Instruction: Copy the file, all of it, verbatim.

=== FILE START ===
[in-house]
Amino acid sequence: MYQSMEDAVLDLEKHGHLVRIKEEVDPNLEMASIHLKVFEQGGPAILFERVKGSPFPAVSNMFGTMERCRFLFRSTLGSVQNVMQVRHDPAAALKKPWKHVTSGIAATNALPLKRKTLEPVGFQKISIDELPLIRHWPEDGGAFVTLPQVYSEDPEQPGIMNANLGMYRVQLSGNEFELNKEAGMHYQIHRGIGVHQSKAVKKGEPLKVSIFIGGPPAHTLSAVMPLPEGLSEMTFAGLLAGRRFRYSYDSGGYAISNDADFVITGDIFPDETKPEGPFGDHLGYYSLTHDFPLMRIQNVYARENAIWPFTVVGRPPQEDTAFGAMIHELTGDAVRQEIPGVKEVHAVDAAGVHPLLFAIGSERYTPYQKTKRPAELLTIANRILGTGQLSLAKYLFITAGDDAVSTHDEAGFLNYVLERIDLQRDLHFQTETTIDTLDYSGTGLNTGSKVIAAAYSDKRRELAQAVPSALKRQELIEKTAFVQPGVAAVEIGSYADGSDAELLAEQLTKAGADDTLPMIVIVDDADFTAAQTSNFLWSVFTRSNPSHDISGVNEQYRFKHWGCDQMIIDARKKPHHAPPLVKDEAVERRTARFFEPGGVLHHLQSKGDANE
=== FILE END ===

[in-house]
Amino acid sequence: MYQSMEDAVLDLEKHGHLVRIKEEVDPNLEMASIHLKVFEQGGPAILFERVKGSPFPAVSNMFGTMERCRFLFRSTLGSVQNVMQVRHDPAAALKKPWKHVTSGIAATNALPLKRKTLEPVGFQKISIDELPLIRHWPEDGGAFVTLPQVYSEDPEQPGIMNANLGMYRVQLSGNEFELNKEAGMHYQIHRGIGVHQSKAVKKGEPLKVSIFIGGPPAHTLSAVMPLPEGLSEMTFAGLLAGRRFRYSYDSGGYAISNDADFVITGDIFPDETKPEGPFGDHLGYYSLTHDFPLMRIQNVYARENAIWPFTVVGRPPQEDTAFGAMIHELTGDAVRQEIPGVKEVHAVDAAGVHPLLFAIGSERYTPYQKTKRPAELLTIANRILGTGQLSLAKYLFITAGDDAVSTHDEAGFLNYVLERIDLQRDLHFQTETTIDTLDYSGTGLNTGSKVIAAAYSDKRRELAQAVPSALKRQELIEKTAFVQPGVAAVEIGSYADGSDAELLAEQLTKAGADDTLPMIVIVDDADFTAAQTSNFLWSVFTRSNPSHDISGVNEQYRFKHWGCDQMIIDARKKPHHAPPLVKDEAVERRTARFFEPGGVLHHLQSKGDANE